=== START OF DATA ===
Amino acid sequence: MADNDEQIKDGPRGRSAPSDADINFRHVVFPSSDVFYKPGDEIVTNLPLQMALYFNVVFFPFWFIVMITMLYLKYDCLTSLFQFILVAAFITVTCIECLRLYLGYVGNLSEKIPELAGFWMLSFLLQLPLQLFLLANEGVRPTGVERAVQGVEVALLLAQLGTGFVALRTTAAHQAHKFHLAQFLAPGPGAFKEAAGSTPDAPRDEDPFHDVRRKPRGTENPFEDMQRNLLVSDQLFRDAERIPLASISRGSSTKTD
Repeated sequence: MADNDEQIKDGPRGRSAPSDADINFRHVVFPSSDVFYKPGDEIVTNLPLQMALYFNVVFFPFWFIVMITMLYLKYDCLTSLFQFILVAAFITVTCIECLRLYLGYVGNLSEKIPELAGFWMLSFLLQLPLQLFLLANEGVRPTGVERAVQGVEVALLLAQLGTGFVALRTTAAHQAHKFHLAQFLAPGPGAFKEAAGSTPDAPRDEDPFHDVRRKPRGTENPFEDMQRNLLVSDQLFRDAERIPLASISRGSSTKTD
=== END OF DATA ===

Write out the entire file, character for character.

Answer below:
Amino acid sequence: MADNDEQIKDGPRGRSAPSDADINFRHVVFPSSDVFYKPGDEIVTNLPLQMALYFNVVFFPFWFIVMITMLYLKYDCLTSLFQFILVAAFITVTCIECLRLYLGYVGNLSEKIPELAGFWMLSFLLQLPLQLFLLANEGVRPTGVERAVQGVEVALLLAQLGTGFVALRTTAAHQAHKFHLAQFLAPGPGAFKEAAGSTPDAPRDEDPFHDVRRKPRGTENPFEDMQRNLLVSDQLFRDAERIPLASISRGSSTKTD
Repeated sequence: MADNDEQIKDGPRGRSAPSDADINFRHVVFPSSDVFYKPGDEIVTNLPLQMALYFNVVFFPFWFIVMITMLYLKYDCLTSLFQFILVAAFITVTCIECLRLYLGYVGNLSEKIPELAGFWMLSFLLQLPLQLFLLANEGVRPTGVERAVQGVEVALLLAQLGTGFVALRTTAAHQAHKFHLAQFLAPGPGAFKEAAGSTPDAPRDEDPFHDVRRKPRGTENPFEDMQRNLLVSDQLFRDAERIPLASISRGSSTKTD